In the U.S., we're seeing the rise of alternate milk versus regular milk for our espresso-based beverages. We see a focus and an awareness of healthier drinks such as our winter one with turmeric. There's a lot of loyalty and interest around a certain subset [of these drinks]. With younger consumers in particular, they're more aware of where the coffee comes from and what the company stands for. But both in the U.S., in China and in the United Arab Emirates, the importance of cold brew or cold drinks cannot be underestimated. That's where a lot of younger consumers come into coffee now versus those who were coming from the hot drink perspective a decade ago.

Some analysts feel we've reached market saturation with 20 different alternatives to milk wherever you go. That's not what you're getting from your sales?

I think [alternative milk] will continue to grow as a broader segment. When this trend started, it was in no soy and then it expanded to different options. Before soy, it was almond. We see more oat milk now and very little soy. I don't know if we will have to have five options going forward but we'll definitely have to have more than one. There's a whole bunch of different options [but] I do not see this going away particularly with younger consumers for a variety of reasons.

Are coffee shops still navigating the aftereffects of the pandemic or is that more or less behind us?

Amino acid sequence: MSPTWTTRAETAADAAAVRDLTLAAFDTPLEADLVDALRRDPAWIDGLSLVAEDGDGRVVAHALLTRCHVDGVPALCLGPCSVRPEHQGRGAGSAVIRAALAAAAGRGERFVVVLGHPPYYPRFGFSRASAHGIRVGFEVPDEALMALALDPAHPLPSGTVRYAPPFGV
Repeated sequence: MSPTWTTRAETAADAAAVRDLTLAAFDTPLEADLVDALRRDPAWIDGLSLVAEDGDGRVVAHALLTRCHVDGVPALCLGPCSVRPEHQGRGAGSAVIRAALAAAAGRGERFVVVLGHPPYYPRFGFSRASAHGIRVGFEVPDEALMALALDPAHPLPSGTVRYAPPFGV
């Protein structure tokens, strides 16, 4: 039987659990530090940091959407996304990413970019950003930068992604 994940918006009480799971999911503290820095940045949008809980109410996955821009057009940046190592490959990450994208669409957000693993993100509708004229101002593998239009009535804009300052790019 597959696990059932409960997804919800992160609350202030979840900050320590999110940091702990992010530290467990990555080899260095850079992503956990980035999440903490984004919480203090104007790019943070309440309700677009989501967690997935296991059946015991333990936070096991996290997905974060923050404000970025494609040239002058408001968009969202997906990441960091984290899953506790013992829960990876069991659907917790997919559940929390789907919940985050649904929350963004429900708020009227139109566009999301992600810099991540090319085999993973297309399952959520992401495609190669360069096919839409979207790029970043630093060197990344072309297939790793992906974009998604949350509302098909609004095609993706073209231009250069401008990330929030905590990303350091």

The pandemic reshaped the business to a large degree. We have a strong retail coffee shop business, but we have a much bigger business in the consumer packaged goods space--grocery stores, Costco  (COST) - Get Free Report --and we also have an e-commerce space that's very big on Amazon  (AMZN) - Get Free Report. And then we've got what we call our away from home and license space of airports and college campuses. Coming out of the pandemic, a number of things shifted. We had a big office coffee business that's now a fraction of what it was before because people are not in the office to the degree that they were before. That business has shrunk. The e-commerce business has grown significantly, the grocery business has grown significantly, and the retail footprint has shrunk a little bit as some stores are just not as viable anymore. For stores set up in a city's downtown, the foot traffic is no longer there. Sandwich shops, breakfast shops all have that problem as well. We are also learning that people interact with coffee shops differently than they did pre-pandemic. If you're going to the office three times a week and from nine to four instead of seven to five, you may have your first cup of coffee at home and do something different on the way to the office. The mobile order was a small part of our business pre-pandemic while it's now north of 20% of the transactions. That reshapes the business quickly and we have to catch up both in technology and labor practices and in-store execution and operations.